The sudden death of a neighbor motivates me to share my thoughts about the importance of creating bonds outside the confines of our front doors.
Bill, our across-the-street neighbor for some 27 years, died suddenly one morning while doing yard work. One minute he was by all appearances healthy and fit….the next minute he collapsed. A passing driver pulled over, immediately called 911 and tried to administer CPR. The EMT crew came quickly. Bill’s own son was one of the first responders, but nothing could be done to revive him. With is dear wife and son by his side, Bill’s last vision of this life was looking upward through the trees.
This gentle man in his 60’s was warm, friendly and deeply devoted to his family, church missions and work as a rural land broker. A week would not pass when I did not see Bill. We would wave in greeting, and more often than not, we would cross the street to have a talk about whatever came to mind.
I watched Bill’s children grow to adulthood, as he did ours. If I had a question about some fix-it task, Bill always gave good counsel, had the right tool for the job, and would insist on helping me with a smile of recognition that I would likely not get it right by myself. And how right he was about that! My nightmare phrase has always been “some assembly required.”
Of course we don’t always get to know our neighbors, and in some cases have no liking for them. But I’ve observed over the years that since we drive more and walk less, move around more than our parents and grandparents did, and tend to “keep to ourselves” for privacy. Given our busy lives and w ith so many entertainment and technology options in our own homes, even knowing the names of the people who live nearby is rare.
Isolation at any age and stage of life is not good. While I’m a firm believer in taking time to self-reflect, I think the social side of our lives is where we spark our best ideas and grow our strongest relationships. I’m pleased to be a “relationship collector” as I create new friendships and nurture the positive relations I’ve been graced to have over the years. Keeping in contact is a source of joy for me, and whenever an opportunity arises to have a reunion with someone, I do my best to make it happen. Have you noticed?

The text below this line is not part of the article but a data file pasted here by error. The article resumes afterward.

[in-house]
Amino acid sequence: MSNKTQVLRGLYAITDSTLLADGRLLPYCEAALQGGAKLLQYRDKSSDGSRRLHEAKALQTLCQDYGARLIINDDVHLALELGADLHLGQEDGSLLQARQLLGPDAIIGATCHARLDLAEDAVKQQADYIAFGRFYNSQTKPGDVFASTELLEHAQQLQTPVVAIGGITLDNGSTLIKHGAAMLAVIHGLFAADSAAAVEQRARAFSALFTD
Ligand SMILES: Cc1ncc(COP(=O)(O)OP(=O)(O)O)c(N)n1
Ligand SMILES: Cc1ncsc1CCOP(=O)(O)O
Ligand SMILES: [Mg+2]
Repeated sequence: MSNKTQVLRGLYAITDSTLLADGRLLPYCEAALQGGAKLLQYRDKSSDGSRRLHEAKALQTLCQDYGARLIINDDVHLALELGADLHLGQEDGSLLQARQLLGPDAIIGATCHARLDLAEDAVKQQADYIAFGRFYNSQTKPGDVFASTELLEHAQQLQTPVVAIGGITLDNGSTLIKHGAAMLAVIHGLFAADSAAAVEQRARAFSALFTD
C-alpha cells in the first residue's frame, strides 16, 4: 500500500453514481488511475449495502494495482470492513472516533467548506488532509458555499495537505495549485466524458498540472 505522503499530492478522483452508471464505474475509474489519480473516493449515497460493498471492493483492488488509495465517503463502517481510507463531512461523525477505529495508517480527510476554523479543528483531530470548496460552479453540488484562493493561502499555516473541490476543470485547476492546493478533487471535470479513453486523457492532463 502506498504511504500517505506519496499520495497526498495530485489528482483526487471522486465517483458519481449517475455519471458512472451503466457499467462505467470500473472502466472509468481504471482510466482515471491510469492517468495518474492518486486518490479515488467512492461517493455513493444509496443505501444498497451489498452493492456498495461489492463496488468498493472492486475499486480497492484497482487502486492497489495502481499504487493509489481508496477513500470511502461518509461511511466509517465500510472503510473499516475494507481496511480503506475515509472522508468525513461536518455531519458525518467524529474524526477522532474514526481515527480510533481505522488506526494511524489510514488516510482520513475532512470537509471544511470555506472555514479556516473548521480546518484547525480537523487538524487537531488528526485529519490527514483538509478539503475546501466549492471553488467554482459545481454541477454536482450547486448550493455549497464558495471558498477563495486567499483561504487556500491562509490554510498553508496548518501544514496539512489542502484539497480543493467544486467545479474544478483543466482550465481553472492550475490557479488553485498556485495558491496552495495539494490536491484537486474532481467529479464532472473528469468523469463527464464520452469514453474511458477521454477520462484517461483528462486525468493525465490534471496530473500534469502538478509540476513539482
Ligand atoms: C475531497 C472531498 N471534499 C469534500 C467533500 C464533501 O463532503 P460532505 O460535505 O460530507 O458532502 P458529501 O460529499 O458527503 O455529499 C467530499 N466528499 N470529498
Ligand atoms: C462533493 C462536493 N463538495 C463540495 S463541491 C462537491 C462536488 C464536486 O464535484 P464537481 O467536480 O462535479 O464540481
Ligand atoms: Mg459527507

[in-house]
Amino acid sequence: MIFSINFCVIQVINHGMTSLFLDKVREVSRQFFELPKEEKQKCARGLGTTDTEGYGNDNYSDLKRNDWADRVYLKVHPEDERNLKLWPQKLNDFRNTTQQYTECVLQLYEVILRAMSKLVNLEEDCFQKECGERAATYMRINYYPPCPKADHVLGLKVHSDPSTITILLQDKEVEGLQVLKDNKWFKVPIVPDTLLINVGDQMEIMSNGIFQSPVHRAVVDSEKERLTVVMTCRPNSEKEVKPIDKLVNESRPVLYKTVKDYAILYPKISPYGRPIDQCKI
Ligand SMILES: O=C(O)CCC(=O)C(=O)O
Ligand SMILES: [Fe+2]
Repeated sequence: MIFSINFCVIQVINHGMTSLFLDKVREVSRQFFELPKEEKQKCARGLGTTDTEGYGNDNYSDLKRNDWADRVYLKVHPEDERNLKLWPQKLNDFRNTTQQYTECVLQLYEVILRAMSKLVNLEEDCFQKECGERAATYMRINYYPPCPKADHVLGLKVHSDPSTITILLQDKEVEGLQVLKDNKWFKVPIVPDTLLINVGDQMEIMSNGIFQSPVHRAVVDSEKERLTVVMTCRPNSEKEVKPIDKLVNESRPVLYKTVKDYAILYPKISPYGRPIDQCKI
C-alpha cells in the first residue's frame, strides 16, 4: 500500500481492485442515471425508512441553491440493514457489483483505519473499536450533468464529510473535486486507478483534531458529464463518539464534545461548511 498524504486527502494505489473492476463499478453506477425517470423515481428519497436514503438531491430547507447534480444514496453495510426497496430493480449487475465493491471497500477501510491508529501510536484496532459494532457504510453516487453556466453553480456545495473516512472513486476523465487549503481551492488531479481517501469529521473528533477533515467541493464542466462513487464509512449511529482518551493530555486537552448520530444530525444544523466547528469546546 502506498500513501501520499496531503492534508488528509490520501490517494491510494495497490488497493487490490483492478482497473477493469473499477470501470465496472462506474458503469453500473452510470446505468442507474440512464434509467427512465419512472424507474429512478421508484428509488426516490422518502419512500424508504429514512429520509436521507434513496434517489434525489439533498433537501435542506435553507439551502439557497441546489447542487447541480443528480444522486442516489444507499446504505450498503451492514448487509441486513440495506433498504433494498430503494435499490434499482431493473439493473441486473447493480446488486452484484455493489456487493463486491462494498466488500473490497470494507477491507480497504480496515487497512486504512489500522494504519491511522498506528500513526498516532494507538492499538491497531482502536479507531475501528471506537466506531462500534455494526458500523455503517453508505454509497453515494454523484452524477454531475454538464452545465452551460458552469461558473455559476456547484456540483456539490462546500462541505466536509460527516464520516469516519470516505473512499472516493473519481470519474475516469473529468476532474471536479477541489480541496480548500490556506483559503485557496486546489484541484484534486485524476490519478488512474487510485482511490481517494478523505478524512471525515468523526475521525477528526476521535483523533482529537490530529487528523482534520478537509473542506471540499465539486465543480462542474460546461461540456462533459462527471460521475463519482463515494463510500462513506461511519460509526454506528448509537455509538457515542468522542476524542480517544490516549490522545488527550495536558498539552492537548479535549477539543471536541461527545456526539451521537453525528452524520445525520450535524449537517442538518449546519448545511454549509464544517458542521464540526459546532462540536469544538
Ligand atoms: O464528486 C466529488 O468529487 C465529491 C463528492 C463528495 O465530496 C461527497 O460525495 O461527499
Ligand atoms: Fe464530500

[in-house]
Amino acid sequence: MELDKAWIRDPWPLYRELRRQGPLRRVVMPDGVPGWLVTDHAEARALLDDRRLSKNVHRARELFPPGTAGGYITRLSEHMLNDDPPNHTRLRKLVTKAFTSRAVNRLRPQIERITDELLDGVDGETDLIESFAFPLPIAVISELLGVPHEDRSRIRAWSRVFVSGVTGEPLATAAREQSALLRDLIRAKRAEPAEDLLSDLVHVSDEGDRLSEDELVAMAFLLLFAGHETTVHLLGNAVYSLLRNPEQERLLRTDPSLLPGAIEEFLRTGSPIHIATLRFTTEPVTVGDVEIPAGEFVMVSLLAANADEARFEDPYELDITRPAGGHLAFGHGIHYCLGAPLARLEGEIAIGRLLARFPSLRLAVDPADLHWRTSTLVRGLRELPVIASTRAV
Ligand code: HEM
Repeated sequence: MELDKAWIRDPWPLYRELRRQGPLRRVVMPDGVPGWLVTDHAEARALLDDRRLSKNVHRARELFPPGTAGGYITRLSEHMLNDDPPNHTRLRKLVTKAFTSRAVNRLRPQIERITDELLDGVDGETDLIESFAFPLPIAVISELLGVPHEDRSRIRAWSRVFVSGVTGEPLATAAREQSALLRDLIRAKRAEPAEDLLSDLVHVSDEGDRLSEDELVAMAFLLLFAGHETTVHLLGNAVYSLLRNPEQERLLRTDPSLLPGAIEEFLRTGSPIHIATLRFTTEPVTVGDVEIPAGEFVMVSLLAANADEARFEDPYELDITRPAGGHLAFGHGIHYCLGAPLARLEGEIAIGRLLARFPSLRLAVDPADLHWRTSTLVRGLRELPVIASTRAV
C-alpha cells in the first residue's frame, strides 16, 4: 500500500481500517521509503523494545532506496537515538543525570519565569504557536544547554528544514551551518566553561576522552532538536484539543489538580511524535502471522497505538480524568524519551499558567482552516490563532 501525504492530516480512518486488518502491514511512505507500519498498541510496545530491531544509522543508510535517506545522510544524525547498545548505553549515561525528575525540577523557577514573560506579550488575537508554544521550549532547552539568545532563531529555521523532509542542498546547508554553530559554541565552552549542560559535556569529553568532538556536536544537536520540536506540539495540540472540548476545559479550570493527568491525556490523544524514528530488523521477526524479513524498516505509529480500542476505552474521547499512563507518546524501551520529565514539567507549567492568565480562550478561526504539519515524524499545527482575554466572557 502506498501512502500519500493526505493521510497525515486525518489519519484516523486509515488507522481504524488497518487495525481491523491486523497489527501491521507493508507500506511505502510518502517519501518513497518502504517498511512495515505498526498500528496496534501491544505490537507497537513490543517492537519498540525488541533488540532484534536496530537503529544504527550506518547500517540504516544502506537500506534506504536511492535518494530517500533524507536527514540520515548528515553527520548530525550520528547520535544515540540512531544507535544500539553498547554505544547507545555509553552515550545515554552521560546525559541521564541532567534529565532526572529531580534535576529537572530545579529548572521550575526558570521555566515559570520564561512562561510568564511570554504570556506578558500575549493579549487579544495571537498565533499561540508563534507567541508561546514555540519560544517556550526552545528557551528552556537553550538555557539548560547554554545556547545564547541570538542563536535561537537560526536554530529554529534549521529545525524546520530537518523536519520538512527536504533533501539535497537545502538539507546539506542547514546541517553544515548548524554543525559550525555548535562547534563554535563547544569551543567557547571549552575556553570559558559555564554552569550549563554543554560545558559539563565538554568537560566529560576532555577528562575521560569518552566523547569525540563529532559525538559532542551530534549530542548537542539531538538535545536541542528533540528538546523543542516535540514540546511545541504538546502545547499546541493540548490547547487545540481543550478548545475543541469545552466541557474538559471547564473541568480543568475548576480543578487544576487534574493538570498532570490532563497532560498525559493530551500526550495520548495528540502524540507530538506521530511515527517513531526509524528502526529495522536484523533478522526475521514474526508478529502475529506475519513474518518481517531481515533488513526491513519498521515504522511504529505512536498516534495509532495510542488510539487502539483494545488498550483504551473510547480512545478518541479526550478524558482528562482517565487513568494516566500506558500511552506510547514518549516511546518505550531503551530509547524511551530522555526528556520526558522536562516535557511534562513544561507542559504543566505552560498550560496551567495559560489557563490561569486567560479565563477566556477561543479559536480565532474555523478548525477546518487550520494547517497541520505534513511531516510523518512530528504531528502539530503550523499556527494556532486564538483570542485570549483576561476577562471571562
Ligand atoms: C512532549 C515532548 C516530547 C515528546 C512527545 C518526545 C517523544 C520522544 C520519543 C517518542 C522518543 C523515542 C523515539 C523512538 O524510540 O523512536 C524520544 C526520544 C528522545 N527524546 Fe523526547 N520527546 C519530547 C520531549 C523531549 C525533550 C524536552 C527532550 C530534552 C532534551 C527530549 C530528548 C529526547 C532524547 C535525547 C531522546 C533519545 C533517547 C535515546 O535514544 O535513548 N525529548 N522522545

I also believe that knowing our family and community histories, appreciating the sacrifice of those who preceded us, and reaching out to nurture a new generation of positive young people to help them achieve their potential are among our highest callings. No matter our home address, work status, or unique hobbies and interests, I believe we are all in the process of building legacy…one decision, one day, and one relationship at a time.
While there is ample evidence of animosity, anger and negativity in our world, I subscribe to the emotional antidote summarized by John Lennon and Paul McCartney in their classic Beatles song All You Need Is Love. Here are the simple yet profound lyrics… http://allspirit.co.uk/allyouneed.html
Please take every opportunity to tell someone that they are loved, and make every effort to express yourself in positive words and deeds that uplift, edify and energize relationships.And when we are faced with circumstances that challenge us, it’s so important to take a breath, pause for a moment to think of the bigger picture, and find opportunities to balance life’s ups and downs with a fresh and positive perspective.
Resolve to be the most positive person in the room and hope someone else dares to compete with you! Now that’s a game I think is worth playing.
Jack Levine, Founder4Generations Institute. Director of the GRANDPartners for GRANDParents Program